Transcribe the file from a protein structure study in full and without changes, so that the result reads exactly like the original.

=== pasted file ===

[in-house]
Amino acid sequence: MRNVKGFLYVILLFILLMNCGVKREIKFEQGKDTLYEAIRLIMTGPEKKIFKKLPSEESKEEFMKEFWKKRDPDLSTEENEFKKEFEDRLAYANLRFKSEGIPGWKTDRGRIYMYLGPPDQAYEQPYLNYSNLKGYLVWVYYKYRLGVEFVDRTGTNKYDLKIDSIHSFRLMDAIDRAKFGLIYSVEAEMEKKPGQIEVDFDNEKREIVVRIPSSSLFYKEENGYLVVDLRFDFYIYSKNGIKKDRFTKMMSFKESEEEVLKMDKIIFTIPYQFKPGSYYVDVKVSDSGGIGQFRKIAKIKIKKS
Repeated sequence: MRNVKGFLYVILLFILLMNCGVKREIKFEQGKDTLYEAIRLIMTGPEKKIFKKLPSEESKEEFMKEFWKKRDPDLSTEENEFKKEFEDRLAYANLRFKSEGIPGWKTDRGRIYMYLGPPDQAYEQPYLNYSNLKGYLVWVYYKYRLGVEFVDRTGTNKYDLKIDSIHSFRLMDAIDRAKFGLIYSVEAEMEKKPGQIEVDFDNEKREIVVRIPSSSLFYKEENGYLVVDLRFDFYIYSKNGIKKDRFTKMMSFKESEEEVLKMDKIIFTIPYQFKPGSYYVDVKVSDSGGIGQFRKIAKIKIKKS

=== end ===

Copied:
[in-house]
Amino acid sequence: MRNVKGFLYVILLFILLMNCGVKREIKFEQGKDTLYEAIRLIMTGPEKKIFKKLPSEESKEEFMKEFWKKRDPDLSTEENEFKKEFEDRLAYANLRFKSEGIPGWKTDRGRIYMYLGPPDQAYEQPYLNYSNLKGYLVWVYYKYRLGVEFVDRTGTNKYDLKIDSIHSFRLMDAIDRAKFGLIYSVEAEMEKKPGQIEVDFDNEKREIVVRIPSSSLFYKEENGYLVVDLRFDFYIYSKNGIKKDRFTKMMSFKESEEEVLKMDKIIFTIPYQFKPGSYYVDVKVSDSGGIGQFRKIAKIKIKKS
Repeated sequence: MRNVKGFLYVILLFILLMNCGVKREIKFEQGKDTLYEAIRLIMTGPEKKIFKKLPSEESKEEFMKEFWKKRDPDLSTEENEFKKEFEDRLAYANLRFKSEGIPGWKTDRGRIYMYLGPPDQAYEQPYLNYSNLKGYLVWVYYKYRLGVEFVDRTGTNKYDLKIDSIHSFRLMDAIDRAKFGLIYSVEAEMEKKPGQIEVDFDNEKREIVVRIPSSSLFYKEENGYLVVDLRFDFYIYSKNGIKKDRFTKMMSFKESEEEVLKMDKIIFTIPYQFKPGSYYVDVKVSDSGGIGQFRKIAKIKIKKS